It is well known in the literature that human behavior can change as a reaction to disease observed in others, and that such behavioral changes can be an important factor in the spread of an epidemic. It has been noted that human behavioral traits in disease avoidance are under selection in the presence of infectious diseases. Here we explore a complimentary trend: the pathogen itself might experience a force of selection to become less ``visible", or less ``symptomatic", in the presence of such human behavioral trends. Using a stochastic SIR agent-based model, we investigated the co-evolution of two viral strains with cross-immunity, where the resident strain is symptomatic while the mutant strain is asymptomatic. We assumed that individuals exercised self-regulated social distancing (SD) behavior if one of their neighbors was infected with a symptomatic strain. We observed that the proportion of asymptomatic carriers increased over time with a stronger effect corresponding to higher levels of self-regulated SD. Adding mandated SD made the effect more significant, while the existence of a time-delay between the onset of infection and the change of behavior reduced the advantage of the asymptomatic strain. These results were consistent under random geometric networks, scale-free networks, and a synthetic network that represented the social behavior of the residents of New Orleans.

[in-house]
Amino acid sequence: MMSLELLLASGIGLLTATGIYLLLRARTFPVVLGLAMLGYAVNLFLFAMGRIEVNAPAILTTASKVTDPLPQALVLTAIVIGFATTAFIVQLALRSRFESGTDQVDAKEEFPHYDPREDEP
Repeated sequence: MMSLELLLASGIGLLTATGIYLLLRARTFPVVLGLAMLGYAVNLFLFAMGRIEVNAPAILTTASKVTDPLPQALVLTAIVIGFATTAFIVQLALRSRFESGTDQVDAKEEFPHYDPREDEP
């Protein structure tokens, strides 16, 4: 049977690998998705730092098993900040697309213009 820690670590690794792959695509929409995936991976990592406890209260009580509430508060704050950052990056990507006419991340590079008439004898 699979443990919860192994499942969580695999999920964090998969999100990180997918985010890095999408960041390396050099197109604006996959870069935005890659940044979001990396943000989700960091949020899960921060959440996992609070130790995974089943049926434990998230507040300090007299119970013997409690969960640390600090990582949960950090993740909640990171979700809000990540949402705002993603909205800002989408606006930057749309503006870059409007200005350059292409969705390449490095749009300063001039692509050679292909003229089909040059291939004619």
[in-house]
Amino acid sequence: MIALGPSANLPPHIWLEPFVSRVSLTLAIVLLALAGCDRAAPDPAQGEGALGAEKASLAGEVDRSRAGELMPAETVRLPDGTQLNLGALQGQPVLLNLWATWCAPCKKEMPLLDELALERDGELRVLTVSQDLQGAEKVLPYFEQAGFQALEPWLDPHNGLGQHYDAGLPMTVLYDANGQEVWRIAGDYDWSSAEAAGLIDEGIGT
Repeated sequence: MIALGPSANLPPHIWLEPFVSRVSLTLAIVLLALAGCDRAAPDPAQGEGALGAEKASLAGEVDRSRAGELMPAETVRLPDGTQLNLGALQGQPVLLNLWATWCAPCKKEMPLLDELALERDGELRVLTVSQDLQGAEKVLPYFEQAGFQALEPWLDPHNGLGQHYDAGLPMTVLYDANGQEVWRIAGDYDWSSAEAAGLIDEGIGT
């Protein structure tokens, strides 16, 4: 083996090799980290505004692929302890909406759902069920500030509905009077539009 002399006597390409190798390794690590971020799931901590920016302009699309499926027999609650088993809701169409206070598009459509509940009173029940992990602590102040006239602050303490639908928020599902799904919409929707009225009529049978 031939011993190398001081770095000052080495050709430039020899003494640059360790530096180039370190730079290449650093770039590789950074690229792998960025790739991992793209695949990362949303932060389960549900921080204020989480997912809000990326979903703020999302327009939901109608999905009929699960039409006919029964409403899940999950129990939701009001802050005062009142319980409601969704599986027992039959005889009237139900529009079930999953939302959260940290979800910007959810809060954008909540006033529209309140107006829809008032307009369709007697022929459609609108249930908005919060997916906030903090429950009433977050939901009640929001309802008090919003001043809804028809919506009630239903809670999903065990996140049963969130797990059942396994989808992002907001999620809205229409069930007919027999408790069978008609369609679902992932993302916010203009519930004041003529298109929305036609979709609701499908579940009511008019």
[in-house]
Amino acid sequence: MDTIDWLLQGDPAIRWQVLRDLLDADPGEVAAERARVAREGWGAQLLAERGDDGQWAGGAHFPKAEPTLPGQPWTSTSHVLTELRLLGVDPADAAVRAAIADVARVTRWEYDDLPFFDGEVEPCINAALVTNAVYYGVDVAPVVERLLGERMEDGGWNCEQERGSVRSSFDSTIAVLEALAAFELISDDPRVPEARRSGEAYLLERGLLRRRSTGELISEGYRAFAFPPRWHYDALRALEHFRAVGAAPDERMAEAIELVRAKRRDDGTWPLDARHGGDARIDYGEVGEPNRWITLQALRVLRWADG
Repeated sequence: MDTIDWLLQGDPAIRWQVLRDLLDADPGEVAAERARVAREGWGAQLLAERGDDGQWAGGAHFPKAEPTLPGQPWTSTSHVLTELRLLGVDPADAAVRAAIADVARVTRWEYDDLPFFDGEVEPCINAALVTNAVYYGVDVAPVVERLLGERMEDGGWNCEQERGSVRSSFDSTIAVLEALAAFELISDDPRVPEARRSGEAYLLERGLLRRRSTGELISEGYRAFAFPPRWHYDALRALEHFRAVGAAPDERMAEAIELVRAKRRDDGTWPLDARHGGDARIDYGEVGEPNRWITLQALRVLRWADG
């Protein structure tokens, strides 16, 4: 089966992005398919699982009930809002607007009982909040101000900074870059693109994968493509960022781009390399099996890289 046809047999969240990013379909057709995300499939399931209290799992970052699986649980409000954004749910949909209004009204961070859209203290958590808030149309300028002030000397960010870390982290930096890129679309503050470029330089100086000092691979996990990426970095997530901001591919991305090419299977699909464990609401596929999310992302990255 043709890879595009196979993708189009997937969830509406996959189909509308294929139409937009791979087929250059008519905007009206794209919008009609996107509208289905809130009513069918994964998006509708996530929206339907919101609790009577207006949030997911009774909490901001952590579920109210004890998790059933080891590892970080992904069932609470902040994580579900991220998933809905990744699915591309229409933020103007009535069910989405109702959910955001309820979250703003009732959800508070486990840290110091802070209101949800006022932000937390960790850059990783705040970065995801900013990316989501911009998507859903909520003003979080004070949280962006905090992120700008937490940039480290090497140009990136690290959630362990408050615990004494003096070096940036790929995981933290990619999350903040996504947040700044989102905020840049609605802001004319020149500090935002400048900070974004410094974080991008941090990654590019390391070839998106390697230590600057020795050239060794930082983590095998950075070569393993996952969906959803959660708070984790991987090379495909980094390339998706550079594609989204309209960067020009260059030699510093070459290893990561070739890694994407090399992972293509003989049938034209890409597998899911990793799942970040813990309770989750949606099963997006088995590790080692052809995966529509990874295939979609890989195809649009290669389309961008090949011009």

Effect of human behavior on the evolution of viral strains during an epidemic
Asma Azizi, KSU
2022 AWM Research Symposium
Adaptive Mitigation and Intervention Strategies of Emerging Infectious Diseases, Modeling, Outcomes and Learning for the Future